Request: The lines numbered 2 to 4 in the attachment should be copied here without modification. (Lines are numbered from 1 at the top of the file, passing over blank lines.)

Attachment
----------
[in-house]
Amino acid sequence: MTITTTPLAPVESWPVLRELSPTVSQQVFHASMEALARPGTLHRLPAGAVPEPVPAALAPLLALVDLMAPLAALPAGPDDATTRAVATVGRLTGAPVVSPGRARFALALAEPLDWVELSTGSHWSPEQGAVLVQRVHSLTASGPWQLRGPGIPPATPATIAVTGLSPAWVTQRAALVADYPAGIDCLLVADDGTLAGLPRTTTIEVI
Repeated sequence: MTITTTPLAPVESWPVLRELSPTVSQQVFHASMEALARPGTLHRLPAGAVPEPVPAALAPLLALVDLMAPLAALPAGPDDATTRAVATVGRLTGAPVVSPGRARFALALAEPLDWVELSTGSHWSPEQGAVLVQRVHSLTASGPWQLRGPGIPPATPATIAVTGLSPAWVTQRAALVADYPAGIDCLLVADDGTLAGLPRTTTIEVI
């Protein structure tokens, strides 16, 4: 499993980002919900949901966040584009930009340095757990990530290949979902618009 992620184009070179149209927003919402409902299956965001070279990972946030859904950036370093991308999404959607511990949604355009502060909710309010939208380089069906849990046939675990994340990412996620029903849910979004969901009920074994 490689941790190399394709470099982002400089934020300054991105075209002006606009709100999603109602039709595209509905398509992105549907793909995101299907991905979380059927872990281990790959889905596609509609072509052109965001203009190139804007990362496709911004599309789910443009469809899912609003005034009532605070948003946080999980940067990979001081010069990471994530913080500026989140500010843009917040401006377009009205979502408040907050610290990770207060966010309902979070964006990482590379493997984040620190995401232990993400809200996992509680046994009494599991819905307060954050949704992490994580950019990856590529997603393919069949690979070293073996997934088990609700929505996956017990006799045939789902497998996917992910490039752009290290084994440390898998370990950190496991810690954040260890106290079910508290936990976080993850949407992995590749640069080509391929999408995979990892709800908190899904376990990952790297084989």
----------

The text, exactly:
Amino acid sequence: MTITTTPLAPVESWPVLRELSPTVSQQVFHASMEALARPGTLHRLPAGAVPEPVPAALAPLLALVDLMAPLAALPAGPDDATTRAVATVGRLTGAPVVSPGRARFALALAEPLDWVELSTGSHWSPEQGAVLVQRVHSLTASGPWQLRGPGIPPATPATIAVTGLSPAWVTQRAALVADYPAGIDCLLVADDGTLAGLPRTTTIEVI
Repeated sequence: MTITTTPLAPVESWPVLRELSPTVSQQVFHASMEALARPGTLHRLPAGAVPEPVPAALAPLLALVDLMAPLAALPAGPDDATTRAVATVGRLTGAPVVSPGRARFALALAEPLDWVELSTGSHWSPEQGAVLVQRVHSLTASGPWQLRGPGIPPATPATIAVTGLSPAWVTQRAALVADYPAGIDCLLVADDGTLAGLPRTTTIEVI
């Protein structure tokens, strides 16, 4: 499993980002919900949901966040584009930009340095757990990530290949979902618009 992620184009070179149209927003919402409902299956965001070279990972946030859904950036370093991308999404959607511990949604355009502060909710309010939208380089069906849990046939675990994340990412996620029903849910979004969901009920074994 490689941790190399394709470099982002400089934020300054991105075209002006606009709100999603109602039709595209509905398509992105549907793909995101299907991905979380059927872990281990790959889905596609509609072509052109965001203009190139804007990362496709911004599309789910443009469809899912609003005034009532605070948003946080999980940067990979001081010069990471994530913080500026989140500010843009917040401006377009009205979502408040907050610290990770207060966010309902979070964006990482590379493997984040620190995401232990993400809200996992509680046994009494599991819905307060954050949704992490994580950019990856590529997603393919069949690979070293073996997934088990609700929505996956017990006799045939789902497998996917992910490039752009290290084994440390898998370990950190496991810690954040260890106290079910508290936990976080993850949407992995590749640069080509391929999408995979990892709800908190899904376990990952790297084989």